Wellington Harbor, viewed from Mount Victoria

The D&O Diary’s antipodean sojourn continued this week with a quick visit to the pleasant and prosperous country of New Zealand. Readers who saw my description of our recent Australia visit know we enjoyed beautiful summer weather while we were there. Although I would never had thought it possible, the summer weather in New Zealand may have been even better, as the pictures below show.

Our New Zealand visit did not start out auspiciously. We were greeted with rain upon arrival in Auckland, and our first full day began with a soaking summer shower followed by several morning hours of rain. Our plan for the day had been to visit the island of Waiheke in the Hauraki Gulf, about a 45-minute ferry ride from Auckland. Despite the rain, the island ferry was packed and we had to stand in line for hours just to make the crossing in both directions — it turns out that we were visiting Auckland on Waitangi Day, the NZ national holiday celebrating the 1840 treaty signing between British authorities and Māori chieftains. It seems that many locals had decided to celebrate the holiday on Waiheke. Fortunately for us, the skies started to clear after the morning rain, and so in the end we had a pleasant albeit soggy visit to the island.

One of the great things about Waiheke Island is that at the end of seemingly every turning off the main road, there are small, quiet, mostly deserted beaches. Here is the beach at Oneroa.
Here is another of the Waiheke beaches, this one at Blackpool.
Waiheke is also famous for its wines. Due to the holiday, most of the wineries were closed when we were there, but walking through the hills we saw plenty of the vinyards.
The hiking paths also took us to a lookout on a hillside above Matiatia Bay, the harbor with the ferry landing
A quick introduction to the Waitangi Day holiday.

After our quick visit to Auckland, we took a short flight to Wellington, on the Southern end of the North Island. Wellington is the country’s capital — in fact, at 41 degrees southern latitude, Wellington is the southernmost national capital in the world. I have been to Wellington before, and I know from experience the weather there can be changeable and even raw. However, the sun shone brightly during our visit.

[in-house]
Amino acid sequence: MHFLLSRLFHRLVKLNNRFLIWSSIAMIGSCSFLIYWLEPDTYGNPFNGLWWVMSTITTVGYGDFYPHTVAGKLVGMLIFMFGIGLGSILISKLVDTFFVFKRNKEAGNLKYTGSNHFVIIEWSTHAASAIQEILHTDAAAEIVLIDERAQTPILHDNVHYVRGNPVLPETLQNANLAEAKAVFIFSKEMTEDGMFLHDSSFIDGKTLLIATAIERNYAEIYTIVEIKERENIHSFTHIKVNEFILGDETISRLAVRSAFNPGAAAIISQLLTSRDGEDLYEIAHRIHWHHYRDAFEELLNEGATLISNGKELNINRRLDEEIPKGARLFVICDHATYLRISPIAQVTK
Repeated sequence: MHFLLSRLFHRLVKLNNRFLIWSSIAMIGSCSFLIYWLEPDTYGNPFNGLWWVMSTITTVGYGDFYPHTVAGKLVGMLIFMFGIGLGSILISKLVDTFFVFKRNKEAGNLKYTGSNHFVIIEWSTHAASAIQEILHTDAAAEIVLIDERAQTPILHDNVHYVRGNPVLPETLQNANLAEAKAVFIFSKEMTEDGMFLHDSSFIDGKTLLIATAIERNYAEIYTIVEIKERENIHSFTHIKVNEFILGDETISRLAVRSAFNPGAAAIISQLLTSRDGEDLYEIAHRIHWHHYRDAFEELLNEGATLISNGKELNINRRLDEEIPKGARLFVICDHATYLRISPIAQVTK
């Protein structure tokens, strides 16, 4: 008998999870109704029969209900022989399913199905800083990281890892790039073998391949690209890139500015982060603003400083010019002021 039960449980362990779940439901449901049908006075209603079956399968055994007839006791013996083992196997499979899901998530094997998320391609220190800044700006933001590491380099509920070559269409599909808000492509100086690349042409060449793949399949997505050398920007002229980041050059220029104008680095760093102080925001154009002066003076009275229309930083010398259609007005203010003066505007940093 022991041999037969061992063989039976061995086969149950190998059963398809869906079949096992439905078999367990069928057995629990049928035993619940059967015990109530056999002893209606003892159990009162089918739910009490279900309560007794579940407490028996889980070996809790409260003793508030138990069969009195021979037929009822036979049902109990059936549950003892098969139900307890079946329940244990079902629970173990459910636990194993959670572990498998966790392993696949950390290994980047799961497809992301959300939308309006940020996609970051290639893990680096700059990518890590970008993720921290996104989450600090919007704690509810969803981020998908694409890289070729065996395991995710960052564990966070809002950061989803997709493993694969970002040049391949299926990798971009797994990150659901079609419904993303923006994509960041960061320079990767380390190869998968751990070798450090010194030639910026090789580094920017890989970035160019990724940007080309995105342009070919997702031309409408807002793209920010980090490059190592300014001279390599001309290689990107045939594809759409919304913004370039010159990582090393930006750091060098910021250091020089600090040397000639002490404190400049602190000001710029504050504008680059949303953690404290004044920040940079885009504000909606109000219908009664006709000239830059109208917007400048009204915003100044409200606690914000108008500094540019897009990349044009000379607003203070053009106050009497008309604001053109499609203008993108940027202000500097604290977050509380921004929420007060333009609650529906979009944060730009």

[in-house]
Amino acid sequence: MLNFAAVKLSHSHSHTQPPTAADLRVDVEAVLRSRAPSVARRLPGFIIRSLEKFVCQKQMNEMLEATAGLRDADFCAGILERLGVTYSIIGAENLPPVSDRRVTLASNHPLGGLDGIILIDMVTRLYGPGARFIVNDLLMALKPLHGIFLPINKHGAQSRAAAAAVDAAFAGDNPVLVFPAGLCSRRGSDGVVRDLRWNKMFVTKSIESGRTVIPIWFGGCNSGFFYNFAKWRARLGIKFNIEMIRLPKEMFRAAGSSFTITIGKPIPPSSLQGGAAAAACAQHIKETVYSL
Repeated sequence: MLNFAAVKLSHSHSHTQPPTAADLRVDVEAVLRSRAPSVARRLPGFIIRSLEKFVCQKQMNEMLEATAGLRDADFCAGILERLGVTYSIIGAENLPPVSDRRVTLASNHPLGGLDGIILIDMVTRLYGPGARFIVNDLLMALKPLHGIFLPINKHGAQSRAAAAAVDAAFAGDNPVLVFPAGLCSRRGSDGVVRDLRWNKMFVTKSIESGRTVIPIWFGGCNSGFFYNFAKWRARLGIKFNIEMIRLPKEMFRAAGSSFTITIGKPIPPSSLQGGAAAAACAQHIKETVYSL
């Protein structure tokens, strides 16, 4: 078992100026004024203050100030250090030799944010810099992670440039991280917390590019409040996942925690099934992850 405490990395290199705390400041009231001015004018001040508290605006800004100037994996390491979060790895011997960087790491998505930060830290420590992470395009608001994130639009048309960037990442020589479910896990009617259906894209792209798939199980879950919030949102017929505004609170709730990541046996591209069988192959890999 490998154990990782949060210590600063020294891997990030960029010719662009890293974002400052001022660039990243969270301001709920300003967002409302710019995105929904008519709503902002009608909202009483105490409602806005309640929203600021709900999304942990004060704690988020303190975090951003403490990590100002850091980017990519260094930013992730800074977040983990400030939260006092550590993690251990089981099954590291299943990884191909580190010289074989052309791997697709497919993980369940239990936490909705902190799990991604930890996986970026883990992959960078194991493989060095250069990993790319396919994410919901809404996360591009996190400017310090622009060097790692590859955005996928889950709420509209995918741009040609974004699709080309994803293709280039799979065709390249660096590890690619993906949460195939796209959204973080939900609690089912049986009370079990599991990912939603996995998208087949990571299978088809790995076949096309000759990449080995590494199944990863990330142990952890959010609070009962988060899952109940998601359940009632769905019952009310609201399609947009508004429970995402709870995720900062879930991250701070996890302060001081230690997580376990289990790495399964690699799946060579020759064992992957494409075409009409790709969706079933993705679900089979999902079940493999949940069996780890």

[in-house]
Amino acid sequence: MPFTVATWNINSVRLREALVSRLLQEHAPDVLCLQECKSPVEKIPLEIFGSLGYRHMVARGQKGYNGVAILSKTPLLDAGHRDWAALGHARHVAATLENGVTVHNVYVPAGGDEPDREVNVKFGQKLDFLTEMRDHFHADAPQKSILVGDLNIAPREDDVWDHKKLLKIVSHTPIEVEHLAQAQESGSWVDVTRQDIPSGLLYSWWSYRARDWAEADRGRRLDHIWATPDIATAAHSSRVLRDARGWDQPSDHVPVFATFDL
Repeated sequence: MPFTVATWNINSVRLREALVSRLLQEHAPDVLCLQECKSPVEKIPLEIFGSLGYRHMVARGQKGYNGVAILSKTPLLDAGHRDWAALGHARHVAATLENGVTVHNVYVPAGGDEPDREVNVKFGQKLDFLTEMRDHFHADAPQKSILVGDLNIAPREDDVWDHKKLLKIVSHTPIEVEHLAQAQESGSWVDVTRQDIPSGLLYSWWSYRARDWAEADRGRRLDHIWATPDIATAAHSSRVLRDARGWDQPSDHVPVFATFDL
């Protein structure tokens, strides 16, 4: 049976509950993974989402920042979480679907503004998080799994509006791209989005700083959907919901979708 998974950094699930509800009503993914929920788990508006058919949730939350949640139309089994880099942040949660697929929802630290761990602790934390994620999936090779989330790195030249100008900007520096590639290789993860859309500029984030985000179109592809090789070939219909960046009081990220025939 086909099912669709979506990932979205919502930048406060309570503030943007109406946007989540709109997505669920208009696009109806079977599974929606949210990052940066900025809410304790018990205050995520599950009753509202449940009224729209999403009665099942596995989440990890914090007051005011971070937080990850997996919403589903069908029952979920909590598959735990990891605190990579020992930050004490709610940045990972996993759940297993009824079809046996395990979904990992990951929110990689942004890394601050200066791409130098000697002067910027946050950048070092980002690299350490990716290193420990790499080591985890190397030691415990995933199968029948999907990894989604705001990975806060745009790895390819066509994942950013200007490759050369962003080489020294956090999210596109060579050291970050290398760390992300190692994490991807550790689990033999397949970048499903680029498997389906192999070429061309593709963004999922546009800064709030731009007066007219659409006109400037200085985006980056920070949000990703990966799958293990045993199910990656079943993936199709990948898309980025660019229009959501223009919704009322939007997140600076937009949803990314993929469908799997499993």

Wellington is build on a semicircular curve along its spectacular harbor. Here is a view of the harbor from the Botanic Garden.

Wellington has changed quite a bit since I first visited the city over 35 years ago, but underneath the city’s new modern veneer, the city’s charming and even quaint character remains.
One of the mandatory tourist activities in Wellington is to take the cable car up the steep slope from the central business district to the city’s lush botanic gardens.
Here is a view of the side of the harbor opposite the botanic gardens, taken from the top of Mount Victoria.
On our second day in Wellington, we took a bus from the city center to the Zealandia wildlife sanctuary, a wonderful place that has been carefully restored to preserve and protect native plants and animals.
Look closely and you can see something quite rare and unusual: a tuatara, a reptile once thought to be extinct on the NZ mainland.
Here is a takahē, a flightless bird that until recently was also thought to be extinct.
I managed to snap a picture of a kākā, a parrot native to NZ forests.
Summer in February is a great concept.
If you want a quick hit of summer, turn up the volume and listen to the cicadas and crickets at the top of Mount Victoria.
Here’s a location on Mount Victoria known as the Hobbit Hideaway, owing to the fact that a scene in the first Lord of the Rings movie was filmed there.
Here’s a quick YouTube video showing the scene from the Fellowship of the Ring that was shot at the Hobbit Hideaway
Here’s a different video I took showing the view of Wellington from Mount Victoria